Hard-line followers of Dumezil’s three functions theory (and there are still a few out there) will find this contradictory, since the Vanir are placed in the third function (fertility) and not the second, which is the warrior’s. Yet one brief look at a few other mythological examples should be enough to, at the very least, question the use of Dumezil’s theory: Demeter is mentioned as a law-giving goddess, Thor and Jupiter have fertility-related aspects (bringers of rain, anyone?), Frey is placed as a divine ancestor of a Swedish royal dynasty. The three functions theory may be useful to trace back the origins of religious systems, but that’s it. A tree may come from a seed, but it is not a seed; modern-day mammals may descend from pre-historic rodents, but we are not rats; Indo-European cultures may be traced back to a common origin, but they are not limited to it. Things change, evolve, diversify – they are more than their origins! And while some may not adhere to Dumezil’s ideas, they may nonetheless expect gods to be neatly organized with a clear-cut separation of functions and no overlapping. Which is also far from the truth, as the aforementioned examples and others show.
Perhaps a good way of understanding Frey’s bellic side is by looking at other deities who are unexpectedly connected to war. Take Juno, for instance: She’s mostly a goddess of women, childbirth and the moon, yet in ancient Rome She also had a military aspect under the name of Juno Curitis. The title may derived from curiae, the military and administrative units of Rome, or the Sabine word curis, which means spear. An Italian prayer to Her mentions Juno’s chariot and shield and She had a temple in the Field Mars, in what is yet another military link.
It is interesting to notice that Juno is not associated with war per se, but She apparently presided over a territorial unit that also served as a tool to organize military forces. As such, the recruited men would have Her as a patron of sorts, the goddess of their curia and would count on Her when fighting on the battlefield. A similar aspect is that of Juno Populona, from populus, a word that came to mean people, though it may have originally meant infantry. This aspect of Her goes back to the pre-Republican period, eighth to sixth centuries BCE, a time when there was little or no professional army. The “people” would therefore create an ad hoc force of armed citizens under the protection of Juno. Again, not a war deity per se, but one that rises and fights when and if necessary. Which is how I see Ingui-Frey’s military aspect.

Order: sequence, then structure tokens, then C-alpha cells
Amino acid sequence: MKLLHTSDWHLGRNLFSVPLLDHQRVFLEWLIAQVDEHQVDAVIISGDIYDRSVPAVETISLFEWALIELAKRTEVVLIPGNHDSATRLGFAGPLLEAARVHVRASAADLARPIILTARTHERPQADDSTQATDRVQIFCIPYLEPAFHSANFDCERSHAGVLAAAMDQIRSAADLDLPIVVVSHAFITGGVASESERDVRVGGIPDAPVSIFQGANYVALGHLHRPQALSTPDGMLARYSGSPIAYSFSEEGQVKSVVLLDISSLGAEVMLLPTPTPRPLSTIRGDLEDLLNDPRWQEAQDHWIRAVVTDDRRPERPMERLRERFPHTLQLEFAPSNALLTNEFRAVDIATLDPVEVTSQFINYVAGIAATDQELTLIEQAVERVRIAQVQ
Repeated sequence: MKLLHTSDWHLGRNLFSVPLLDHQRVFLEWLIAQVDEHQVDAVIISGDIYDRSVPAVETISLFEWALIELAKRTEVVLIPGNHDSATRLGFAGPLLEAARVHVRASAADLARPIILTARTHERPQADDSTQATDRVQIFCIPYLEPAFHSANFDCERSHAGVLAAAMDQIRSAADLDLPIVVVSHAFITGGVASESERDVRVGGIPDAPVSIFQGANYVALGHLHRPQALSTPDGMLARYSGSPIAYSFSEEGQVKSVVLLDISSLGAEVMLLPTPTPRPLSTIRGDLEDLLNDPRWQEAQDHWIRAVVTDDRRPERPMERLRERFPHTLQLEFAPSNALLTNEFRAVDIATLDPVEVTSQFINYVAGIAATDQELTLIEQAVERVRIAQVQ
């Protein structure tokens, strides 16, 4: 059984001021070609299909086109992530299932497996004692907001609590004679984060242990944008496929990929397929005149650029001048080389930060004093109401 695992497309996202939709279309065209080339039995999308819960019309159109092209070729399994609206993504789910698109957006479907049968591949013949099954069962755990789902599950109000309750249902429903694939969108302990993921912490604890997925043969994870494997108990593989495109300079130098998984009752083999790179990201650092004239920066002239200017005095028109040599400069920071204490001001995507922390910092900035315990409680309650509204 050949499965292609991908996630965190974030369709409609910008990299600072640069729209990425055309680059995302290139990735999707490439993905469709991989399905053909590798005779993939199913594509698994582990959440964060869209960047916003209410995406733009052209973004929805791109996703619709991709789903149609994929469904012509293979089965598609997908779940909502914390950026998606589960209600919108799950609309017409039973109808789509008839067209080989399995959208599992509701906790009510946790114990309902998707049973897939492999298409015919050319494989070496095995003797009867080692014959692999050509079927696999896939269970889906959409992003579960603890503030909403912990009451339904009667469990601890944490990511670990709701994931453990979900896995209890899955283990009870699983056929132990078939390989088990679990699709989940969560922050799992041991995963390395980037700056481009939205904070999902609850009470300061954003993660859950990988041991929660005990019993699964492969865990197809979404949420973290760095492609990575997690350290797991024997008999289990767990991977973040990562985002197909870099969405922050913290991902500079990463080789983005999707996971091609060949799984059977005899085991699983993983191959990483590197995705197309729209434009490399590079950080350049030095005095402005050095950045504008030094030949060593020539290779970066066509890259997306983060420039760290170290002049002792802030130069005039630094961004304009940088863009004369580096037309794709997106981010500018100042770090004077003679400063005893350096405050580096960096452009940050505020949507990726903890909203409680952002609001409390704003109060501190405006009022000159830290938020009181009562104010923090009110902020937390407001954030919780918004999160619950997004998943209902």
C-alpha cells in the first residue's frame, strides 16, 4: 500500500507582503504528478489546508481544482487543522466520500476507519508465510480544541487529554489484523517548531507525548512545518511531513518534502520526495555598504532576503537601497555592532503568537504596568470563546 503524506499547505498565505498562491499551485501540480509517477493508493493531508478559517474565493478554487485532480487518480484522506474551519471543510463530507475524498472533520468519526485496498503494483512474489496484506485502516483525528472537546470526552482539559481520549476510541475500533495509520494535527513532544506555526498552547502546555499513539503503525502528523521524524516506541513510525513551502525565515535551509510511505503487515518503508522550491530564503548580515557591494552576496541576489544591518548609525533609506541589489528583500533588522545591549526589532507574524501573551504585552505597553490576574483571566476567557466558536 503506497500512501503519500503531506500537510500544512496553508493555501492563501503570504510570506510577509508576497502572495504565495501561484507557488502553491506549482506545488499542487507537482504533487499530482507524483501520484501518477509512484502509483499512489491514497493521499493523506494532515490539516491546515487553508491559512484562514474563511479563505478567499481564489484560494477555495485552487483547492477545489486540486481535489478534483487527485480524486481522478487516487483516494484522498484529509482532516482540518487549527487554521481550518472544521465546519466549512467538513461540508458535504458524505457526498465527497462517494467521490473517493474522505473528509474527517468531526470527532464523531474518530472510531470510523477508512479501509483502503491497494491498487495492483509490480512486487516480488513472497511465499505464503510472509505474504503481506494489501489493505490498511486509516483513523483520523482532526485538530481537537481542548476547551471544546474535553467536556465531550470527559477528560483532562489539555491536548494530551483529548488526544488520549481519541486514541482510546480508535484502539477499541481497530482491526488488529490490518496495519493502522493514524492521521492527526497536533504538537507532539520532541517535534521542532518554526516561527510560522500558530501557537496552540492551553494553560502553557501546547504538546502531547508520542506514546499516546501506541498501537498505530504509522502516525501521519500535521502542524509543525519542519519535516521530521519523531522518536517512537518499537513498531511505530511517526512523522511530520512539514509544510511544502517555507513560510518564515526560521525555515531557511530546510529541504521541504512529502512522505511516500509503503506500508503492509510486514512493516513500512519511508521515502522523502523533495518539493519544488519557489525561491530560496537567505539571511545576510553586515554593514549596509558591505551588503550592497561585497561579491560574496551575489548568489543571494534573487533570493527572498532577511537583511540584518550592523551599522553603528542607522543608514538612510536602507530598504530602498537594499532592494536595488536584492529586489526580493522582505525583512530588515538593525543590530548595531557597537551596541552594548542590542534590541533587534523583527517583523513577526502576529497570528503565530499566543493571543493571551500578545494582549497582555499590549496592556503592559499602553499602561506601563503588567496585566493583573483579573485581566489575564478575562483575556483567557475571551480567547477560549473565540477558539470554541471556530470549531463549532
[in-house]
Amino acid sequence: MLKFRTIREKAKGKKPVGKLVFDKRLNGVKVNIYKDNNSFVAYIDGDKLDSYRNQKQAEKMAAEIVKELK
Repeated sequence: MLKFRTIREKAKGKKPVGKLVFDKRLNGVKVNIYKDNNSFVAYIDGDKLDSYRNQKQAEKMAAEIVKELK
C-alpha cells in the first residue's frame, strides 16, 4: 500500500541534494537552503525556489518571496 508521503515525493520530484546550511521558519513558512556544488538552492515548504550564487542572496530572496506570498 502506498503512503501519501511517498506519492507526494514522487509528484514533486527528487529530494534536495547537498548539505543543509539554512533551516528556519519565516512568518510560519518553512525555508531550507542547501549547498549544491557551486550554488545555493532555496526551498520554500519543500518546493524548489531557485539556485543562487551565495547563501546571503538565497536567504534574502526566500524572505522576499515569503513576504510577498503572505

He’s not a god of the professional soldier, of those who join or even seek the battlefield as a way of life, but of “armed citizens” or farmers. Those who fight for a living don’t work the fields or try to solve matters in a parliamentary war of words. In fact, in the old days a full-time warrior was the exact opposite: he looted for a living and scorned too much talk and not enough action; to some extent, this is still true today. Frey’s host is somewhat like Juno Populona’s, people whose primary occupation is not war and would frankly prefer to live without it. But when war does come and there’s no way around, they stand up and fight. They fight to protect their crops, animals and family, they fight for the preservation of the bonds that keep their community together. They’re the common folk that takes up arms or Robin Hood’s merry men, the lambs that rise to become lions (or rather boars) before returning to their lives as lambs. They don’t live for war and would gladly avoid it, but they will fight as a last resort, boldly and to the best of their abilities.